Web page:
The sheet became an afghan so that it could be used over and over to show the differences between the shapes.

Metafourmosis Pattern- 3.50 GBP

About Turn
About Turn

About Turn- Knit Pattern

designed by Pat Ashforth & Steve Plummer

From Pat and Steve:

This design shows one of the thousands of ways that half-and-half squares can be put together.

Squares made in this way form the basis of much of our work with schools and craft groups.

About Turn Pattern- 3.50 GBP

Chromatic Scale
Chromatic Scale

Chromatic Scale- Crochet Pattern

designed by Pat Ashforth & Steve Plummer

From Pat and Steve:

Dragon Curves are ‘curves’ created when you fold a strip of paper many times. Chromatic Scale shows the creases in the paper with successive folds. Orange shows folds that go inwards (valley folds), cream represents folds that go outwards (mountain folds).

The long orange line, in the centre, represents where the paper was folded in half. A quarter of the way from each end are the next longest coloured stripes, representing the second fold.

As you continue to fold the strip (which you can only do about six times in real life) more and more creases appear.

Chromatic Scale Pattern- 3.50 GBP

The Woolsack
The Woolsack

The Woolsack- Knit Pattern

designed by Pat Ashforth & Steve Plummer

From Pat and Steve:

There is nothing particularly mathematical about The Woolsack. It is a tessellation of 12 large squares, giving a hint of other shadowy squares between them.

It’s hidden secret is that it actually has 13 squares and can fold into itself to make cushion.

The Woolsack Pattern- 3.50 GBP

Step Up
Step Up

Step Up- Knit Pattern

designed by Pat Ashforth & Steve Plummer

From Pat and Steve:

An optical illusion afghan using illusion knit techniques.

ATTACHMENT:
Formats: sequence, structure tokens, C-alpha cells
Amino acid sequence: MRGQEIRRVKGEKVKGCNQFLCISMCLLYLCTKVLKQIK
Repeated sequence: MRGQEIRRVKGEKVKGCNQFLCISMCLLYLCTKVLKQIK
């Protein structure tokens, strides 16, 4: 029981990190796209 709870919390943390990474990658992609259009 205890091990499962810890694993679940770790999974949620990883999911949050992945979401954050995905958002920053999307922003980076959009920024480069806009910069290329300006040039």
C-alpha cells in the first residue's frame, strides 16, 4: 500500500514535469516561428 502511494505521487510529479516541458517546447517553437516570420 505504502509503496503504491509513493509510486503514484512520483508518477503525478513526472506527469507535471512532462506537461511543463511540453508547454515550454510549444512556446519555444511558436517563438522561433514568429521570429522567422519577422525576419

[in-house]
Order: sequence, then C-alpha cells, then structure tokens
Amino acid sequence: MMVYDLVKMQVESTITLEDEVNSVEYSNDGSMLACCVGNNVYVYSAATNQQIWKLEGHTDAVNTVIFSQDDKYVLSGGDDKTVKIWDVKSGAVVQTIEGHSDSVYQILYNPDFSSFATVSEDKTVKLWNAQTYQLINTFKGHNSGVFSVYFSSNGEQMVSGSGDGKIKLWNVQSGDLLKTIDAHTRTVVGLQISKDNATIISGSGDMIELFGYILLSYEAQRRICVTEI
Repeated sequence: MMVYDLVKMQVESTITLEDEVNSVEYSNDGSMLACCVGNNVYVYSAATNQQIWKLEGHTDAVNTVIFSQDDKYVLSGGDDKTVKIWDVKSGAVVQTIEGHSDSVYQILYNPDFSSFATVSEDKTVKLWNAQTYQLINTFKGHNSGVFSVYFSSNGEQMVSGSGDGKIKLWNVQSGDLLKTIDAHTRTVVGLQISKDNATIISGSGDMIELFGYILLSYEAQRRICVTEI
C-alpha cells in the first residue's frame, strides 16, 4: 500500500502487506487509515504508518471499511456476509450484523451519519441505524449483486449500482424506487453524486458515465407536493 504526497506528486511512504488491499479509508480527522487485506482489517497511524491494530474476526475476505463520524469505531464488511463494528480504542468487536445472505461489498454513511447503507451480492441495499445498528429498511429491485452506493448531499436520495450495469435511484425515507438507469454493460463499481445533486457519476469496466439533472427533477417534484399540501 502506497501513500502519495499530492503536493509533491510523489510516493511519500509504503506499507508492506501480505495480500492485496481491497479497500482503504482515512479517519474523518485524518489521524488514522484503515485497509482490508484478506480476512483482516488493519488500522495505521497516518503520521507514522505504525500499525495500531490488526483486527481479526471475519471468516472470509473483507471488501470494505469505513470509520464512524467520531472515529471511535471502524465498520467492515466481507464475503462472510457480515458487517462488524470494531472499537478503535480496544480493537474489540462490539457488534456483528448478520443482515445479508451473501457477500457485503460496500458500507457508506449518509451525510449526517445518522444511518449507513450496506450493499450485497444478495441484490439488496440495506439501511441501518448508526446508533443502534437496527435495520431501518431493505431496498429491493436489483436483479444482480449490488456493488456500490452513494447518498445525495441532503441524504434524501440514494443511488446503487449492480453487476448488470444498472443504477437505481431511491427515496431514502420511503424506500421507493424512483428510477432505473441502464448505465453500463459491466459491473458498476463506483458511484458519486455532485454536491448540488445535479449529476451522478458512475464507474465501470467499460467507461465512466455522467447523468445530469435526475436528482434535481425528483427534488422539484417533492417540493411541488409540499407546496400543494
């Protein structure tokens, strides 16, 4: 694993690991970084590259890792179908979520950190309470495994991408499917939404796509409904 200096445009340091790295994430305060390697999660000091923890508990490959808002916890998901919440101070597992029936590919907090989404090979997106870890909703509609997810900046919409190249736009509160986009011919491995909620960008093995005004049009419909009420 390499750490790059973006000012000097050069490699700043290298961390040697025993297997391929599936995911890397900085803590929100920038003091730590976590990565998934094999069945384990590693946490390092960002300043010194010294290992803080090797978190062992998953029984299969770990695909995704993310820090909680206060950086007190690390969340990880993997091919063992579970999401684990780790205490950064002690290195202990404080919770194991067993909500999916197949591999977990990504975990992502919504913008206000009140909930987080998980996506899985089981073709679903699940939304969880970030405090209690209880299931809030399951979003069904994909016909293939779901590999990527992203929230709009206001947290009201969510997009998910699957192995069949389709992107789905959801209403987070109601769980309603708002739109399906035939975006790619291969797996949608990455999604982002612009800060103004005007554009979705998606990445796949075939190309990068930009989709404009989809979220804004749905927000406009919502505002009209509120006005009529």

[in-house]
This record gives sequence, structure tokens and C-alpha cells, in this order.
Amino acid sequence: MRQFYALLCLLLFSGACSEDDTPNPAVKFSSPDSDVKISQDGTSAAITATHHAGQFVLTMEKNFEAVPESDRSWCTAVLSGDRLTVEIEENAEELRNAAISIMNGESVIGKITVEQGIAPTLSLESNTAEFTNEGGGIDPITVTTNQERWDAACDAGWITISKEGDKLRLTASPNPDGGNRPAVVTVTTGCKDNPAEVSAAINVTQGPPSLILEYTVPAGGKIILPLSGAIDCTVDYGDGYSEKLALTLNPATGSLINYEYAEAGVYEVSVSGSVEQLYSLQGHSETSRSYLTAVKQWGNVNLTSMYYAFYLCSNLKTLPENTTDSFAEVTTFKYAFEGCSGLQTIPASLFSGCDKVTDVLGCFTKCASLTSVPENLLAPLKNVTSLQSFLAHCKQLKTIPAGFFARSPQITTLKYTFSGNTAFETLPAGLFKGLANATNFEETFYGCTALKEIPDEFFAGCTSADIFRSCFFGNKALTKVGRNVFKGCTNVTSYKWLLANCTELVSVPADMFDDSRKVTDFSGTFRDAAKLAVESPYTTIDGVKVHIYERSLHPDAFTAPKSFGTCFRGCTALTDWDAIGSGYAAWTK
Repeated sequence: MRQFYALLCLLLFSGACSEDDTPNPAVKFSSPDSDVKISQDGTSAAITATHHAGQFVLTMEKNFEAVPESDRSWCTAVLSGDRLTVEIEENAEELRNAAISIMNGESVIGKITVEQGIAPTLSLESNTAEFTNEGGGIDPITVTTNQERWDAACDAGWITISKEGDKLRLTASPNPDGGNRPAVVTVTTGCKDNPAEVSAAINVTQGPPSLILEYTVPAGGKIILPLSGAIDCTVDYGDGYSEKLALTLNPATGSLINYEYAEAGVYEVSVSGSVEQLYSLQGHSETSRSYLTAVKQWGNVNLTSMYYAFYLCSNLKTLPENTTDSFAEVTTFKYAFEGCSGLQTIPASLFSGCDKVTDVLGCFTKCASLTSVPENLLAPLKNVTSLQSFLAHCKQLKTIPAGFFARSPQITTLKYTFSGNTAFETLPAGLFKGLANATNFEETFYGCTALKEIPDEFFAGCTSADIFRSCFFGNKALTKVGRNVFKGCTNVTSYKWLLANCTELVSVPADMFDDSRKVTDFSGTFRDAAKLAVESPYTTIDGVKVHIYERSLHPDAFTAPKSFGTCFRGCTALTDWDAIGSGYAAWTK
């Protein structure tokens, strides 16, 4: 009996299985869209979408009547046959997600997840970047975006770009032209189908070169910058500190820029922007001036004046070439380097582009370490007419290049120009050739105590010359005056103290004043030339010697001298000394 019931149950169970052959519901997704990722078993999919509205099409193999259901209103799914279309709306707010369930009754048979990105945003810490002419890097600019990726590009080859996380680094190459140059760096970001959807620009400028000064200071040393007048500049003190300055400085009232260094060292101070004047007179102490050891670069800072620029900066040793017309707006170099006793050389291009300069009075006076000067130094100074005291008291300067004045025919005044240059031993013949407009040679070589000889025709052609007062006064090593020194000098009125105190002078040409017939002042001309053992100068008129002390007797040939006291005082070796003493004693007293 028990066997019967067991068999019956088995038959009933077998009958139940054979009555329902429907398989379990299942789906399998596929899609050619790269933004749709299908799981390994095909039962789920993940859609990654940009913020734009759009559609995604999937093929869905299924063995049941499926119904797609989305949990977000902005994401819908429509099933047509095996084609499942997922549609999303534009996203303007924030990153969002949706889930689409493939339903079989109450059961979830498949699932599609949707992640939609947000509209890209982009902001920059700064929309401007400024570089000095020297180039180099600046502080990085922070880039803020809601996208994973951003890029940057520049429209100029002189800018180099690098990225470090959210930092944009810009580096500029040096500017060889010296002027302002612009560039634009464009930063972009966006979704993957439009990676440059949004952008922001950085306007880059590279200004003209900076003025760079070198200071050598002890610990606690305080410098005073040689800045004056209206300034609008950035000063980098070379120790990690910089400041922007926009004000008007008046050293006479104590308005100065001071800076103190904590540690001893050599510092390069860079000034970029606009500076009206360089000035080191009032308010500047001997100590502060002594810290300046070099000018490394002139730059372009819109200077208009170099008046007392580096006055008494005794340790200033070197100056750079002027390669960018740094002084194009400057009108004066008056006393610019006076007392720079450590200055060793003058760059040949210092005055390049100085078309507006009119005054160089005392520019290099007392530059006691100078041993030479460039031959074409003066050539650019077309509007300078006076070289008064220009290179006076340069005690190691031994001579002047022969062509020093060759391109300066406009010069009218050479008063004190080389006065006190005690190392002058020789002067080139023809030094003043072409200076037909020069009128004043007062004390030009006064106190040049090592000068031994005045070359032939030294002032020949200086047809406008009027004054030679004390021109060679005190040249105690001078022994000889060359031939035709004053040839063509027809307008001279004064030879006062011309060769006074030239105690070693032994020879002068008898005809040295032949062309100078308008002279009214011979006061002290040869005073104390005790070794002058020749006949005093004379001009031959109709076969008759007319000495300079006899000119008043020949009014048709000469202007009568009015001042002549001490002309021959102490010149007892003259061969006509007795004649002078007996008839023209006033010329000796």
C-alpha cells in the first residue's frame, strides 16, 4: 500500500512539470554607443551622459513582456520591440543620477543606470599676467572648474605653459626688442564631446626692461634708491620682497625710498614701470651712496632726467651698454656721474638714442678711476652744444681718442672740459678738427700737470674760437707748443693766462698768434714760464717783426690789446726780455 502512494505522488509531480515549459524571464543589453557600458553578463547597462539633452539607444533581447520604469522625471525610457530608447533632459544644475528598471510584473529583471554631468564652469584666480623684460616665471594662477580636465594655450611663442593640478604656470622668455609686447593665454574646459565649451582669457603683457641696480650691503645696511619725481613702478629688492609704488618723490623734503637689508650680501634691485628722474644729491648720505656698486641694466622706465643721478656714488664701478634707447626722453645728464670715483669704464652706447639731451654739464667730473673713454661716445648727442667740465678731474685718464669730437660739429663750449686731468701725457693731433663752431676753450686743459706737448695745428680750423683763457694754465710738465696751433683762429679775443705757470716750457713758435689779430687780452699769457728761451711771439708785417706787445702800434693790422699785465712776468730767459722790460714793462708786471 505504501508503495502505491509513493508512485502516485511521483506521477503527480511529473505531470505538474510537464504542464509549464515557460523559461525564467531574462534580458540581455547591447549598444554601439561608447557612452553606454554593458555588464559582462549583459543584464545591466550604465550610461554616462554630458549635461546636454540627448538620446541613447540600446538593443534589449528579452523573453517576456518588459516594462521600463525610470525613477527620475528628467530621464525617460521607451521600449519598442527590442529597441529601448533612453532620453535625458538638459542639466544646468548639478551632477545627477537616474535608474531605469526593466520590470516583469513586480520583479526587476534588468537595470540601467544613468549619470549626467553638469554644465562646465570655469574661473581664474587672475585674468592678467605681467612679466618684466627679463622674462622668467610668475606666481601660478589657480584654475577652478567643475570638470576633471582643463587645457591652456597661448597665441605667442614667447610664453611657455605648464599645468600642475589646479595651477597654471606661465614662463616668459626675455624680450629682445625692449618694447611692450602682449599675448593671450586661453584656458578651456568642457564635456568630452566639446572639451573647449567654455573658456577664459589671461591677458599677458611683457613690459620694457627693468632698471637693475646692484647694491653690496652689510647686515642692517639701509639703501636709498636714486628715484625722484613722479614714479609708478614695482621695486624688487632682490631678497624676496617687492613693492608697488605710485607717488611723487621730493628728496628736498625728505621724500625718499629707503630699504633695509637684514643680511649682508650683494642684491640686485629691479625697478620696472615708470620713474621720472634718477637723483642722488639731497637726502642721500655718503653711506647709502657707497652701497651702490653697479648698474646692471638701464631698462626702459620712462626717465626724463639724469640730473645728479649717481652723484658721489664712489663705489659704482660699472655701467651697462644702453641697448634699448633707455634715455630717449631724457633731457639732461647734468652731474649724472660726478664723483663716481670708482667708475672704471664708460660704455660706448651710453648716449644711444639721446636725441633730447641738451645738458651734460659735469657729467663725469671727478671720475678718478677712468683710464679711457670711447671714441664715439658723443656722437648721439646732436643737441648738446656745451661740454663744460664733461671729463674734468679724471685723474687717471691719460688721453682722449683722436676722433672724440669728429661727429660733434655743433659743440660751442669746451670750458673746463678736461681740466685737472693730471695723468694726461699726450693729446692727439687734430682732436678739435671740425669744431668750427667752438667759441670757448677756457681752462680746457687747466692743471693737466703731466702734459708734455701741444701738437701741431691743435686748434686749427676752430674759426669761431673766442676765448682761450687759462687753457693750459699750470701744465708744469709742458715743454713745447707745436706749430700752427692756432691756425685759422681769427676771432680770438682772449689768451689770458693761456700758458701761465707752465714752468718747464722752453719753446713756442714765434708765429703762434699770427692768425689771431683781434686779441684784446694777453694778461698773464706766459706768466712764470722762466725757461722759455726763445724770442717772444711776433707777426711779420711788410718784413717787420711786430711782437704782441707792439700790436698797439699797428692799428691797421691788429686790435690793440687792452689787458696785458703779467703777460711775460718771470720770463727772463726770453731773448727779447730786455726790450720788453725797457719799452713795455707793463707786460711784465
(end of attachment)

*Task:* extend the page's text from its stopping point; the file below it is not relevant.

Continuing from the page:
When you look straight at the afghan you see stripes in squares and zigzags. When you look at it from other angles you start to see steps and cubes, sometimes with light tops and sometimes with dark.

Step Up can be made to any size you want, using any yarn. The one shown in the photos was made in DK yarn and measures about 86 cm by 96 cm (34 inches by 38 inches).

There are never more than 20 stitches on the needles at any time but, because the sections are small, the work has to be turned often. Most of the joining is done as you go but there are a few small seams left to be stitched. You also need to be familiar with 3-needle bind off. There are a lot of ends to be darned in.

The instructions begin by leading you stage-by-stage. Once you have learned the method, you can decide for yourself which direction to work and how big to make the afghan.

Although this design is very simple to make it is not recommended for beginners.

Step Up Pattern- 3.50 GBP

Which is your favorite pattern?

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    • profile image


      7 years ago

      Very lovely patterns that I don't have a clue about how to do but I do like looking at them.

    • nightbear lm profile image

      nightbear lm 

      7 years ago

      Really beautiful designs. thank you. Blessed and featured on my angel lens.

    • HorseHelper profile imageAUTHOR


      7 years ago

      @tssfacts: Yes, they do! I've actually never done an afghan, but I'd love to to the Step Up and About Turn patterns.

    • profile image


      7 years ago

      You have some great patterns listed here. It's nice to see some quilt patterns in knitted afghan. I would make them and give them as gifts they make great Christmas presents.